House votes to avert shutdown, fund government through November
The House on Thursday passed legislation to avert a government shutdown and keep the government funded through Nov. 21.
The bill, which passed in a 301-123 vote, came after some uncertainty that the stop-gap measure would be brought to the House floor by the end of the week after it was yanked at the committee level on Tuesday evening.
The measure, known as a continuing resolution or CR, was unexpectedly pulled from the House Rules Committee due to a lack of consensus on provisions including health care funding extensions and aid to farmers dealing with the repercussions of the trade war with China.
The bill text was ultimately released Wednesday evening after bipartisan, bicameral negotiators reached a deal on the provisions.
The Senate is expected to take up the House measure next week.
The final House deal included provisions requiring the Department of Agriculture to provide state-by-state data on the effects of President TrumpDonald TrumpMaria Bartiromo defends reporting: 'Keep trashing me, I'll keep telling the truth' The Memo: The center strikes back Republicans eye Nashville crack-up to gain House seat MORE’s trade war, and extends funding for a slew of health programs including community health centers and Medicaid coverage in U.S. territories.
It also extends the National Flood Insurance Program and authorizations for the Export-Import Bank.
House Appropriations Chairwoman Nita LoweyNita Sue LoweyLobbying world Progressives fight for leverage amid ever-slimming majority Biden needs to tear down bureaucratic walls and refocus Middle East programs MORE (D-N.Y.) noted that the legislation did not include any partisan riders that could have derailed it from passing both chambers.
"This legislation avoids controversial policy provisions that have slowed down the appropriations process, and that, if included, would jeopardize passage,” she said on the floor ahead of the vote.
“For example, it does not include an anomaly requested by the Trump administration to allow wall building outside the Rio Grande valley. At the same time, the CR contains provisions that reflect shared priorities, including allowing the Census Bureau to ramp up preparations for the 2020 census.”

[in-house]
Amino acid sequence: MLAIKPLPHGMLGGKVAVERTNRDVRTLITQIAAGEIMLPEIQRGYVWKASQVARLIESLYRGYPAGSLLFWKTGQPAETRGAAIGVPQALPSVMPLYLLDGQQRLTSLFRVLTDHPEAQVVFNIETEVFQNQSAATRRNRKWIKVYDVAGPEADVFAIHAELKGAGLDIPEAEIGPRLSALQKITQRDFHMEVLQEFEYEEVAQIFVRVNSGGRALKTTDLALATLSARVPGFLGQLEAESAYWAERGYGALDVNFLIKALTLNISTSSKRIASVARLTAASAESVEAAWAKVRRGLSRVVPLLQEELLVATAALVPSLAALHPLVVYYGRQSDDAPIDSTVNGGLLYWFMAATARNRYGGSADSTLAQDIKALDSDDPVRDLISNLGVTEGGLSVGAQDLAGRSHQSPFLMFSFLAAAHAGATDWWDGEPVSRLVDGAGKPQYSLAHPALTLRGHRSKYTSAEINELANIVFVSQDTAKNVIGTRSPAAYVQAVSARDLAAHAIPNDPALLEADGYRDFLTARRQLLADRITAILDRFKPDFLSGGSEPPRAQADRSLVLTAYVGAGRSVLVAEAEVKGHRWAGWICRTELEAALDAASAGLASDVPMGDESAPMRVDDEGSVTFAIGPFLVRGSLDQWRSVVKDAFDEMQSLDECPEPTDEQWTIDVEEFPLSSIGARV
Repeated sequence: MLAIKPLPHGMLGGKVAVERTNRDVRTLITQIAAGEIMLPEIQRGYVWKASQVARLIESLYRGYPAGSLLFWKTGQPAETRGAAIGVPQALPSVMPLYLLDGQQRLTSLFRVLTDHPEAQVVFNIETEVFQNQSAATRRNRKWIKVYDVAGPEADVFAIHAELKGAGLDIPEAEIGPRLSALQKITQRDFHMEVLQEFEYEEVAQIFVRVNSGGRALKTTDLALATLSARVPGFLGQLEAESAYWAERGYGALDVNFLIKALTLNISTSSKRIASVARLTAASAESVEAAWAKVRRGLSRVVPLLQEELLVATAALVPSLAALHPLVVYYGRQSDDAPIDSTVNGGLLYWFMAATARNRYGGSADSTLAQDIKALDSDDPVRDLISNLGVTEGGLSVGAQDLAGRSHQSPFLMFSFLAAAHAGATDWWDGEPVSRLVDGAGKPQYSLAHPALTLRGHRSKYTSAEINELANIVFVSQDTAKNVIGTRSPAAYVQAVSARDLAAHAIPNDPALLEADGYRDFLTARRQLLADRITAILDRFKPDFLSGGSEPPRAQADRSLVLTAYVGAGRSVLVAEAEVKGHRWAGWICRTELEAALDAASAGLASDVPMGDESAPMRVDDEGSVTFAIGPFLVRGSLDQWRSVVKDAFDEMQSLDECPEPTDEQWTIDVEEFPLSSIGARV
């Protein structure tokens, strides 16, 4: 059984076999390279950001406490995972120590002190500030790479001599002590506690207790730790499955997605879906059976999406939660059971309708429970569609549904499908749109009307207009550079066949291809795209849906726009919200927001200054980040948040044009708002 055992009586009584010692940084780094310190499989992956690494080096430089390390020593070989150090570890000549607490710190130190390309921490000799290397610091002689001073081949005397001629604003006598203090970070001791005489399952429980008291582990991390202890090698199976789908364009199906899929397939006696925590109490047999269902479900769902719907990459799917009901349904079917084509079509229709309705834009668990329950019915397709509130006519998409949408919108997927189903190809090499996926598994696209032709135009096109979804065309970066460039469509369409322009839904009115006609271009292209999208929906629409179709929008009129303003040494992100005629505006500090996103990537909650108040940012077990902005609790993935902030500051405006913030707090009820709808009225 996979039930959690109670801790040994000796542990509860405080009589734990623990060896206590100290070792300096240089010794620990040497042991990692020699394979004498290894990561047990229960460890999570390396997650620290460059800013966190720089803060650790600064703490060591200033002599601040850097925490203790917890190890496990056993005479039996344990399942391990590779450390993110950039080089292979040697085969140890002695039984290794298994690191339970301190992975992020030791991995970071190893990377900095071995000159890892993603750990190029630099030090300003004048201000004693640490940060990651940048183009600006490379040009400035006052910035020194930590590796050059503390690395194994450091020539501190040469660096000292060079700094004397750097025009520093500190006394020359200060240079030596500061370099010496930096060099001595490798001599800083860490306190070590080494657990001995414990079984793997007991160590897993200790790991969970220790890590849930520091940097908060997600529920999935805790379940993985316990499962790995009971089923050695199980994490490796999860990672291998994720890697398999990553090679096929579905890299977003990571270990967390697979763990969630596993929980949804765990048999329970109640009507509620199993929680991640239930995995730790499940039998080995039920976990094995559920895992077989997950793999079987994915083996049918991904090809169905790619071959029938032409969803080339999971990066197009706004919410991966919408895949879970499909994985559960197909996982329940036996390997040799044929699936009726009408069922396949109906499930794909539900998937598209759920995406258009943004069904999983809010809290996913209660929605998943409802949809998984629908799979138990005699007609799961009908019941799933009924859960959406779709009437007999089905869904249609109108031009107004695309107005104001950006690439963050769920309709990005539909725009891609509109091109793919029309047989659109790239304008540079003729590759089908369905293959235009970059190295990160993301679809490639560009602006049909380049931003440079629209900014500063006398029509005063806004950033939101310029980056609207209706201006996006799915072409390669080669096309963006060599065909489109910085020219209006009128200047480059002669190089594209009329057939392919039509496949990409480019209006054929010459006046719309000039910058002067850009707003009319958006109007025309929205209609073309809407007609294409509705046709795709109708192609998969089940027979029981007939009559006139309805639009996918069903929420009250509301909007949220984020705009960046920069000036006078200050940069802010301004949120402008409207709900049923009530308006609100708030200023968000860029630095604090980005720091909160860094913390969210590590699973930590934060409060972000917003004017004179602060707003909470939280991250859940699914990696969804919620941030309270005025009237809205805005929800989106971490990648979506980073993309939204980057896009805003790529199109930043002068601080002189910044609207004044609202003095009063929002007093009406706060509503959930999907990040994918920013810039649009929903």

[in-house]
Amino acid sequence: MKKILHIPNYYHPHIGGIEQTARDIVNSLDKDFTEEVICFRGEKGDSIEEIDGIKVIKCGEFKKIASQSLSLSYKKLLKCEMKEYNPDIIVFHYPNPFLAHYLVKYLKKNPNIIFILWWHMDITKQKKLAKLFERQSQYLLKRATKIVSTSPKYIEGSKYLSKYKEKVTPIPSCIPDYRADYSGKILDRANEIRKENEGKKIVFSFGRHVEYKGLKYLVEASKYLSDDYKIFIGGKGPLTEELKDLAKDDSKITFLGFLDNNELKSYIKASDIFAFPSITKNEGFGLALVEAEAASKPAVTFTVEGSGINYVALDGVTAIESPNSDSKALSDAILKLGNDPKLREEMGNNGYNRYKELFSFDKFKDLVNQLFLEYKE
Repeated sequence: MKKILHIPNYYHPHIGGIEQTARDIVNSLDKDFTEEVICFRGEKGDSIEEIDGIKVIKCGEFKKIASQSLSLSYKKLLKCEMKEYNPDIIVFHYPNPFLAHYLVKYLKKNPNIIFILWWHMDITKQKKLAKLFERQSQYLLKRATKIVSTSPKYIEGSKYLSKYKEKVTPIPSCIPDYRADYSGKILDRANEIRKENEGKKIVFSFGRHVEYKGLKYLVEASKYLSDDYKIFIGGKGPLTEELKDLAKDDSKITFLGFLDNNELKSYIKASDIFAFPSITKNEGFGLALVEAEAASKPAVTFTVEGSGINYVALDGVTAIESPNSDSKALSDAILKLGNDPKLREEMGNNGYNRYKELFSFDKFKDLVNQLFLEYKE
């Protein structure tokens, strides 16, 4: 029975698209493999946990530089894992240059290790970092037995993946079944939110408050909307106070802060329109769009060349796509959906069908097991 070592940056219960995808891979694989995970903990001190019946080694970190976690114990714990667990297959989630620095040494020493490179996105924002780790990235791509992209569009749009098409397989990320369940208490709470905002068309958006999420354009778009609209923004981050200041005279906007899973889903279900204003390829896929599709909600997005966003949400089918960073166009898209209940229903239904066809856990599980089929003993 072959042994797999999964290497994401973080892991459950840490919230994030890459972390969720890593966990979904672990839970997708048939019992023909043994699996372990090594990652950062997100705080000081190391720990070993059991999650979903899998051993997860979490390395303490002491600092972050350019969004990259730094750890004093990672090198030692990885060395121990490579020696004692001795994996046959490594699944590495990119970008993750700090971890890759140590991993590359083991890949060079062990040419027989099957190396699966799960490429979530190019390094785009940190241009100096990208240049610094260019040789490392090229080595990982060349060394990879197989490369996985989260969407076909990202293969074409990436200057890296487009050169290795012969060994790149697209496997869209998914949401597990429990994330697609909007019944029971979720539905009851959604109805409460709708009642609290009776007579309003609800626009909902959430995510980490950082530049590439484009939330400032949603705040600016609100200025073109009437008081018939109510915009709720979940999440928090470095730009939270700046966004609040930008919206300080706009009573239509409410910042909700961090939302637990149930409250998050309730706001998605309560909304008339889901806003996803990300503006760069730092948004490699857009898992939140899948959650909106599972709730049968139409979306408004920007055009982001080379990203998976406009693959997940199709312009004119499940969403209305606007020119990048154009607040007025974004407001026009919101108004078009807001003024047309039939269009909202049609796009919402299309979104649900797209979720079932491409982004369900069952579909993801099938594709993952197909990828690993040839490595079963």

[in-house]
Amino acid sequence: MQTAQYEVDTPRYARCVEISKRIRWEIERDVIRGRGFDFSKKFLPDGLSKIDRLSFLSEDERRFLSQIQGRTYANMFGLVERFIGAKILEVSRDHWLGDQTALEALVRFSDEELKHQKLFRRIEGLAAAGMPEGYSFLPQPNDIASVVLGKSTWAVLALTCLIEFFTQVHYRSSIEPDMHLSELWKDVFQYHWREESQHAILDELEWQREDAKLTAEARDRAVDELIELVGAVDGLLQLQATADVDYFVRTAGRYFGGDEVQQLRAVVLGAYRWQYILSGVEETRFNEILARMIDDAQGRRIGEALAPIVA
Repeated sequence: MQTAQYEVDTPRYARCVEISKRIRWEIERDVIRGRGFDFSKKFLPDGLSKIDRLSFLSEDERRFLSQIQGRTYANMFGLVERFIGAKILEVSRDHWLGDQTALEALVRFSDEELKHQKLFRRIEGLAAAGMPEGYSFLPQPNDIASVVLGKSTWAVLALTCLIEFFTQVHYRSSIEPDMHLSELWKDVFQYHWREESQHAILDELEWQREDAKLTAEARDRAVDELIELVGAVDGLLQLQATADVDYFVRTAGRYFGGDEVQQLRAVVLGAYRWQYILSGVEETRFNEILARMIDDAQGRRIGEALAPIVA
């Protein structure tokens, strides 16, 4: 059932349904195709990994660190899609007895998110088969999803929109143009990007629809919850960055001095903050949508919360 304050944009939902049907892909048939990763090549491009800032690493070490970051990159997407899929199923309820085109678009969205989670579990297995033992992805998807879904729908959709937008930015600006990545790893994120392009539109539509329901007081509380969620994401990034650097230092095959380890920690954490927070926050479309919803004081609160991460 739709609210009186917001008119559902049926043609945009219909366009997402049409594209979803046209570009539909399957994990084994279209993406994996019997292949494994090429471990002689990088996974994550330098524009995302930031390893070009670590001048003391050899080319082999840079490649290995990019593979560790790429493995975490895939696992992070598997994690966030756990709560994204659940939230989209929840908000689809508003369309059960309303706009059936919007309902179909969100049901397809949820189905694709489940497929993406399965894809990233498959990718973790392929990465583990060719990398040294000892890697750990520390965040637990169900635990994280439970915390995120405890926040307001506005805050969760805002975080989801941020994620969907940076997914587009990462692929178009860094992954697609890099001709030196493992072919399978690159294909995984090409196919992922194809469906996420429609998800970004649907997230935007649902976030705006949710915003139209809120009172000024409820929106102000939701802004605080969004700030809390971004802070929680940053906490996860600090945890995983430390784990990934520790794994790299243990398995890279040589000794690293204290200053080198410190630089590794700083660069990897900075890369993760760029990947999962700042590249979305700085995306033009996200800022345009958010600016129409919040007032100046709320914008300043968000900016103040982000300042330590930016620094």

House Appropriations Committee ranking member Kay GrangerNorvell (Kay) Kay GrangerProgressives nearly tank House Democrats' Capitol security bill House narrowly approves .9B Capitol security bill after 'squad' drama GOP urges members to vote against Capitol security bill MORE (R-Texas) said it’s “unfortunate” that Congress had to pass another stopgap measure instead of completing its work on funding the government on schedule.
The extension was belied by deeper troubles in the annual appropriations process, largely centered around Trump’s proposed wall at the U.S.-Mexico border.
The process has lagged, as the Senate waited until a top-line spending deal was reached in late July to begin its appropriations process.
The upper chamber began passing bills in committee last week, but has failed to move a single spending bill ahead of the start of the new fiscal year on Oct. 1.
On Wednesday, Senate Democrats blocked the chamber from taking up a package of spending bills, protesting that they bills failed to prevent Trump from reprogramming defense funds toward the wall, and diverted billions in health funds toward it.
Senate Appropriations Committee Chairman Richard ShelbyRichard Craig ShelbyOn The Money: Sanders: Democrats considering trillion spending package | Weekly jobless claims rise for first time since April Shelby signals GOP can accept Biden's .5T with more for defense Senate confirms Biden pick for No. 2 role at Interior MORE (R-Ala.) raised the prospect that, absent an agreement on the wall issue, Congress would have to pass further stopgap measures.
“I think it depends on if we start working together,” he said.